A single shaft of light cut through the jungle and illuminated a patch of water before me. I set down my sandals and dove in. The water was clear, cool, and refreshing. I could see fish below me, and much deeper down—perhaps 60 feet—the bottom of this mystical pool, named Chukum-Ha.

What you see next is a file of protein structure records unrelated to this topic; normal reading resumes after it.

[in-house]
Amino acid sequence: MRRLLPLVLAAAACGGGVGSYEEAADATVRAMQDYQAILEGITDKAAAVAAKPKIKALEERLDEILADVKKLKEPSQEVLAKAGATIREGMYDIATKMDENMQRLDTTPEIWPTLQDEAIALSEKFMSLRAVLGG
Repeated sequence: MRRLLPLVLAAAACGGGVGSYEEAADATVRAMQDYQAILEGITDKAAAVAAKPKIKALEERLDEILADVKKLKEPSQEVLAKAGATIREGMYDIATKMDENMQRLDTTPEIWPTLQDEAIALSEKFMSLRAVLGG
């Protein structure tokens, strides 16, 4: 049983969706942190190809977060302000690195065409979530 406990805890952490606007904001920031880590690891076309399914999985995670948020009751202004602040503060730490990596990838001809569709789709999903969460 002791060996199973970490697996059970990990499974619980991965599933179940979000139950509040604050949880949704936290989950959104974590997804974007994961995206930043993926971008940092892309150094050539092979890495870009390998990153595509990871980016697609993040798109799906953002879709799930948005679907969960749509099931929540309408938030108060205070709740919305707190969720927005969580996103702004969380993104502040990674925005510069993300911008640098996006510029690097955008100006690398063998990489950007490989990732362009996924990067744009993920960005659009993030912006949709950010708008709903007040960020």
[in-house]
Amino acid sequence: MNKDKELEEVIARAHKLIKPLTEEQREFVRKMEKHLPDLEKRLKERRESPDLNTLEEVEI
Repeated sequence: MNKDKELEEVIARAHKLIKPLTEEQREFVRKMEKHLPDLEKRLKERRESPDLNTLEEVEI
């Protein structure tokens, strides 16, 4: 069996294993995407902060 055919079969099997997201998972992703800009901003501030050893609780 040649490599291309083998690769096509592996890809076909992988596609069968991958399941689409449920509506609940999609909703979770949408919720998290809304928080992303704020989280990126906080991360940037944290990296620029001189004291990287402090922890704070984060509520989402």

Thousands of freshwater sinkholes called cenotes dot Mexico’s Yucatán Peninsula. They were created some 66 million years ago when a massive, miles-wide asteroid crashed into the area. The cataclysmic event is thought to have eventually wiped out the dinosaurs, but it also sent a lot of freshwater underground—so instead of ponds and rivers, the Yucatán Peninsula today has caverns and hidden pools. Some, like Chukum-Ha, became exposed when the ground covering them collapsed.